3992. @cindex NAND programming
  3993. Verify the binary data in the file has been programmed to the
  3994. specified NAND device, starting at the specified offset.
  3995. The @var{num} parameter is the value shown by @command{nand list}.
  3996. Use a complete path name for @var{filename}, so you don't depend
  3997. on the directory used to start the OpenOCD server.
  3998. The @var{offset} must be an exact multiple of the device's page size.
  3999. All data in the file will be read and compared to the contents of the
  4000. flash, assuming it doesn't run past the end of the device.
  4001. As with @command{nand write}, only full pages are verified, so any extra
  4002. space in the last page will be filled with 0xff bytes.
  4003. The same @var{options} accepted by @command{nand write},
  4004. and the file will be processed similarly to produce the buffers that
  4005. can be compared against the contents produced from @command{nand dump}.
  4006. @b{NOTE:} This will not work when the underlying NAND controller
  4007. driver's @code{write_page} routine must update the OOB with a
  4008. hardward-computed ECC before the data is written. This limitation may
  4009. be removed in a future release.
  4010. @end deffn
  4011. @section Other NAND commands
  4012. @cindex NAND other commands
  4013. @deffn Command {nand check_bad_blocks} [offset length]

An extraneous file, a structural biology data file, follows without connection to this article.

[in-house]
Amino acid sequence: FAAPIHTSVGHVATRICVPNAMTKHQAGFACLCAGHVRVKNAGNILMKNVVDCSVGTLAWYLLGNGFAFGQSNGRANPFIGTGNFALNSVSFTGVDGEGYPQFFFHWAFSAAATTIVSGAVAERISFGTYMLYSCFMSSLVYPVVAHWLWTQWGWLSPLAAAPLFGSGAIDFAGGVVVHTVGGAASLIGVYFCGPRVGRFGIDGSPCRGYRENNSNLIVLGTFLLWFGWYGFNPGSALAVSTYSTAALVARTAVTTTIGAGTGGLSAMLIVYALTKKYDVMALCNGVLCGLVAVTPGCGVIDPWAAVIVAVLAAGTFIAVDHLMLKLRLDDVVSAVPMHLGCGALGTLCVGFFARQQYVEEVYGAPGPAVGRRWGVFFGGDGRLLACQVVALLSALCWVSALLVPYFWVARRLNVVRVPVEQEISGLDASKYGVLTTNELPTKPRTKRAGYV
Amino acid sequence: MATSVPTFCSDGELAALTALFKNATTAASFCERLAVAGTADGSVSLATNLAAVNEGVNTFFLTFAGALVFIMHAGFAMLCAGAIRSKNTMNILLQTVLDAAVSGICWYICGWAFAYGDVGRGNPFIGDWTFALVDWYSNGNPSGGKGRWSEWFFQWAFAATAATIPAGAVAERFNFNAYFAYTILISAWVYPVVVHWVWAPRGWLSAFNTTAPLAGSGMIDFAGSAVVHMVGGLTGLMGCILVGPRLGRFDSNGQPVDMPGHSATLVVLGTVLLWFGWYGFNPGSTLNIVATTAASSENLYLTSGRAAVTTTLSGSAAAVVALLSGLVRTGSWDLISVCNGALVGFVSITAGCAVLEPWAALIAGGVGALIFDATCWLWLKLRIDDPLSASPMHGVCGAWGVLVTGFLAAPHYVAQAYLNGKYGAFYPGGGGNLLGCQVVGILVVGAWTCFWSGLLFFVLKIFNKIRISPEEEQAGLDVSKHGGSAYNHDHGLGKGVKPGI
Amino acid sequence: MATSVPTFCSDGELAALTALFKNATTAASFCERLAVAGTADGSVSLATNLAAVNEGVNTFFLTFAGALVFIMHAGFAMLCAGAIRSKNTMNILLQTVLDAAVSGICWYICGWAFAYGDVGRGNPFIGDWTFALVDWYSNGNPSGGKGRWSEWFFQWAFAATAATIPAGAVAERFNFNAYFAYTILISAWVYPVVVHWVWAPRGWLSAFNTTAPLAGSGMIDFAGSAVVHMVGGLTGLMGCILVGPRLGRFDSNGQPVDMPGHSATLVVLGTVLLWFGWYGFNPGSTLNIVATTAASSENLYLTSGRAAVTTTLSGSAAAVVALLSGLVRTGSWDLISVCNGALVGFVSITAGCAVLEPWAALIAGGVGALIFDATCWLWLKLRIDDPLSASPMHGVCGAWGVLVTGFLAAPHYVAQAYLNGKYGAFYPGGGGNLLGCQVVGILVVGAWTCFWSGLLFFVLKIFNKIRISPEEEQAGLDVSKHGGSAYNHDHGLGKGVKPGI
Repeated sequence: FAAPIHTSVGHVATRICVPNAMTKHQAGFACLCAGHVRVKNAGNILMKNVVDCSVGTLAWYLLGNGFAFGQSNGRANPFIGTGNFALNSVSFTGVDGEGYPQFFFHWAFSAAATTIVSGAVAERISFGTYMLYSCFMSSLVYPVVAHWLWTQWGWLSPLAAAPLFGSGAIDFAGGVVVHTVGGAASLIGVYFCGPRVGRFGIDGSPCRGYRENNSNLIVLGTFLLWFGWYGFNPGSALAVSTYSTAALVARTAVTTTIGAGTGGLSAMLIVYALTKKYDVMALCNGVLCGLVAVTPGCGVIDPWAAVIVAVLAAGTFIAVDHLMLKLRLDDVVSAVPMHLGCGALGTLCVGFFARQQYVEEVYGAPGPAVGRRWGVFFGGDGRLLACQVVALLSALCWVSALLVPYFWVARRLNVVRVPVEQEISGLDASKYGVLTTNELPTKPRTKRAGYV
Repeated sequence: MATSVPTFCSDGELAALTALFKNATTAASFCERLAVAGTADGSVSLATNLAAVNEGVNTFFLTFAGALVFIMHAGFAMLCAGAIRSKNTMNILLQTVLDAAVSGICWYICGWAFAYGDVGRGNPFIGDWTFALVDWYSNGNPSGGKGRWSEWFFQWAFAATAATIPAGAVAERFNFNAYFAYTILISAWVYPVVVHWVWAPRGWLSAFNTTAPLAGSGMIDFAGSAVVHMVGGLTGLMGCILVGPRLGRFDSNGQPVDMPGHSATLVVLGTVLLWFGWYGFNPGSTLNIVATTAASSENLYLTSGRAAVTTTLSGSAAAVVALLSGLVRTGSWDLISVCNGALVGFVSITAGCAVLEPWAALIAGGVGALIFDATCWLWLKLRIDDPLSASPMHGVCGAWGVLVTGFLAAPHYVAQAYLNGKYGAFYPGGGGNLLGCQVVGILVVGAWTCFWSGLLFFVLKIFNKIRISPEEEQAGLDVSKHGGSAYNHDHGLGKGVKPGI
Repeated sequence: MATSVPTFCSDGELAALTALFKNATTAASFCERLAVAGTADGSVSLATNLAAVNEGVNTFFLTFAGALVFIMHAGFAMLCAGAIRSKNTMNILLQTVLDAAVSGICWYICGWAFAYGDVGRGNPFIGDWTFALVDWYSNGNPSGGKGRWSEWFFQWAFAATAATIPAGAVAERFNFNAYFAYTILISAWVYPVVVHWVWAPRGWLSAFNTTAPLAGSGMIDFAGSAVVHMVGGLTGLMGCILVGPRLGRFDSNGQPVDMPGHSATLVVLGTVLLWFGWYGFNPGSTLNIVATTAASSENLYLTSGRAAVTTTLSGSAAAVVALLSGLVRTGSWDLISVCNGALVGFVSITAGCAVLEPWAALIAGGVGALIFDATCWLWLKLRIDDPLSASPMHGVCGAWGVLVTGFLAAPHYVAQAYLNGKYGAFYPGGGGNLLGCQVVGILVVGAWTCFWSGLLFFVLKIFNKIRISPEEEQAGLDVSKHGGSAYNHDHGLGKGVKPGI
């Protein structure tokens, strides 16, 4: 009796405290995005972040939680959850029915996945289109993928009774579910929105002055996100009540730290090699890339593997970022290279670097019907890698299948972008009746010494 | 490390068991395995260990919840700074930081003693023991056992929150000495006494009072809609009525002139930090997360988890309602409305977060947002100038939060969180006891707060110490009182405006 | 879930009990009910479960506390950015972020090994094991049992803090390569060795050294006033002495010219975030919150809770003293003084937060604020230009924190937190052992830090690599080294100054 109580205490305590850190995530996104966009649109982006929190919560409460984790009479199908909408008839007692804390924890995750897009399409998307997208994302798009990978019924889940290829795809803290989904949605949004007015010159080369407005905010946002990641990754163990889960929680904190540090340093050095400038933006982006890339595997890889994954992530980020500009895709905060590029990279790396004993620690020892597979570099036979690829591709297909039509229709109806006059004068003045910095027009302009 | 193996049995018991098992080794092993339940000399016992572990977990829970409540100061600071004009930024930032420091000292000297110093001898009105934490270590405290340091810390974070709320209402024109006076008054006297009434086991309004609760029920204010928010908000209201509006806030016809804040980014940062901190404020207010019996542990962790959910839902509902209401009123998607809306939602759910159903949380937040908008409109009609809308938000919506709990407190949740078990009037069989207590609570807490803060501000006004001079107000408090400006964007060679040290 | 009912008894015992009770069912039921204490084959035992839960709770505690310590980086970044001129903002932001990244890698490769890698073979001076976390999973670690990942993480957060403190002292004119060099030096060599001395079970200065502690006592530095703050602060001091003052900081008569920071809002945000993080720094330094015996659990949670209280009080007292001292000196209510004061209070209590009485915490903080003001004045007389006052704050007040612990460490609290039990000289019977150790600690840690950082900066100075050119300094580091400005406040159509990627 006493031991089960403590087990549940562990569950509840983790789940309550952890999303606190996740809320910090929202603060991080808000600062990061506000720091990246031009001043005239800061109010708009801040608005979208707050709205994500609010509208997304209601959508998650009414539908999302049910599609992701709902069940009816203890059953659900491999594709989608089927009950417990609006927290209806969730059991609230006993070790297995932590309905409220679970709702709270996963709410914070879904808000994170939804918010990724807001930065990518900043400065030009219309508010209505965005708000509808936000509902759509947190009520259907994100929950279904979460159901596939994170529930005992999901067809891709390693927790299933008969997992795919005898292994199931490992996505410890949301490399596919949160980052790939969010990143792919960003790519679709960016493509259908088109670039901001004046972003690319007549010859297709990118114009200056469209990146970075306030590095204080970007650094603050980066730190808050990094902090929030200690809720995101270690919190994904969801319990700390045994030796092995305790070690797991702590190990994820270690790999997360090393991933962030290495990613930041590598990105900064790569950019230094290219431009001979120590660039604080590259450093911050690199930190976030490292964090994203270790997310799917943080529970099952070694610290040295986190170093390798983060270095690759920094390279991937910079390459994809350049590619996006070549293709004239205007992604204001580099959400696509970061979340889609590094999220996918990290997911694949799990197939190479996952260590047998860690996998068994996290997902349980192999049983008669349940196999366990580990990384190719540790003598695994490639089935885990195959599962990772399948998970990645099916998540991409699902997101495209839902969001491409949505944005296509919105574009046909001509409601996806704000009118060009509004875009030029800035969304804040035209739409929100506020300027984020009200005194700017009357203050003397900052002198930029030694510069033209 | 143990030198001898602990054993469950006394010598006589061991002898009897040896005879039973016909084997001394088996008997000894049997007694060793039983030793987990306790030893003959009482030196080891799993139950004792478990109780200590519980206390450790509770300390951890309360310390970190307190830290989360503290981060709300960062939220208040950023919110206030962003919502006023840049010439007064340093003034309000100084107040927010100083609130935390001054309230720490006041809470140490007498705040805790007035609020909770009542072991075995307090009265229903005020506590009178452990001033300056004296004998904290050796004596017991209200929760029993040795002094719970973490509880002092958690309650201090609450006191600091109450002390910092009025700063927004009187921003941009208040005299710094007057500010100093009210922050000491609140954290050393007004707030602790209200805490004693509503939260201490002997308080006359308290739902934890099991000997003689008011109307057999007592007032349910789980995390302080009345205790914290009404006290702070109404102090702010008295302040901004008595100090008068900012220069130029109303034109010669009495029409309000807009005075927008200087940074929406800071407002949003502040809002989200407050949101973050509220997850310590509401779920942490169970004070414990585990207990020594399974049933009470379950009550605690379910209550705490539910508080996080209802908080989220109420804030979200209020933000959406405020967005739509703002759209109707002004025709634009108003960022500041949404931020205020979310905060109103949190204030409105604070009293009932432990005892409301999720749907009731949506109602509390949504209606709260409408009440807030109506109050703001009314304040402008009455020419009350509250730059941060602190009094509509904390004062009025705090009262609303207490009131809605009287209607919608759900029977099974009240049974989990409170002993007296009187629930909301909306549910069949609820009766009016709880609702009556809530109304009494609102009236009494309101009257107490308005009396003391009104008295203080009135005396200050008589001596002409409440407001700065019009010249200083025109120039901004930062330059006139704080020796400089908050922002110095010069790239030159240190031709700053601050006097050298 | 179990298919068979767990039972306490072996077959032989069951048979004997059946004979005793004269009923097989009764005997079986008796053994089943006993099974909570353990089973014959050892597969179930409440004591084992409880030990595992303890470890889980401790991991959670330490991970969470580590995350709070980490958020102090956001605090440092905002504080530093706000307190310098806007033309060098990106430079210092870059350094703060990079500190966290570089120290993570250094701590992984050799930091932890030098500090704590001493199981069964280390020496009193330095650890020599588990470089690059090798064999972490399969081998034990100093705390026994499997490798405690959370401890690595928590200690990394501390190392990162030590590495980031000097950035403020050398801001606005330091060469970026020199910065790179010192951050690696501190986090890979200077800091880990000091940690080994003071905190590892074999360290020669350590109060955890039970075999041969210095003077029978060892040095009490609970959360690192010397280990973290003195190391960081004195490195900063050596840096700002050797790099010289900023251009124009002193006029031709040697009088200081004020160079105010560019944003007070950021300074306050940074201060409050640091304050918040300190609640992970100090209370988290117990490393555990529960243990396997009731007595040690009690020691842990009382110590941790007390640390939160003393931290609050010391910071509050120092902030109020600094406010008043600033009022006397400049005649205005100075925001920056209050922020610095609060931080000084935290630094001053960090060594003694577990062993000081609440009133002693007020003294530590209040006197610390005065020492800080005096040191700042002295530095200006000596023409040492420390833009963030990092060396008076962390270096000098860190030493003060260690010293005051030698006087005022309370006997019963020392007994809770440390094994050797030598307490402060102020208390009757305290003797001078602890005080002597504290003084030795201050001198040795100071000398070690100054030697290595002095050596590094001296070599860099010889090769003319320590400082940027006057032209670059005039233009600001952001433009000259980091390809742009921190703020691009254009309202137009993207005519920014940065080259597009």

4014. Checks for manufacturer bad block markers on the specified NAND
  4015. device. If no parameters are provided, checks the whole
  4016. device; otherwise, starts at the specified @var{offset} and
  4017. continues for @var{length} bytes.
  4018. Both of those values must be exact multiples of the device's
  4019. block size, and the region they specify must fit entirely in the chip.
  4020. The @var{num} parameter is the value shown by @command{nand list}.
  4021. @b{NOTE:} Before using this command you should force raw access
  4022. with @command{nand raw_access enable} to ensure that the underlying
  4023. driver will not try to apply hardware ECC.
  4024. @end deffn
  4025. @deffn Command {nand info} num
  4026. The @var{num} parameter is the value shown by @command{nand list}.
  4027. This prints the one-line summary from "nand list", plus for
  4028. devices which have been probed this also prints any known
  4029. status for each block.
  4030. @end deffn
  4031. @deffn Command {nand raw_access} num (@option{enable}|@option{disable})
  4032. Sets or clears an flag affecting how page I/O is done.
  4033. The @var{num} parameter is the value shown by @command{nand list}.
  4034. This flag is cleared (disabled) by default, but changing that
  4035. value won't affect all NAND devices. The key factor is whether
  4036. the underlying driver provides @code{read_page} or @code{write_page}
  4037. methods. If it doesn't provide those methods, the setting of
  4038. this flag is irrelevant; all access is effectively ``raw''.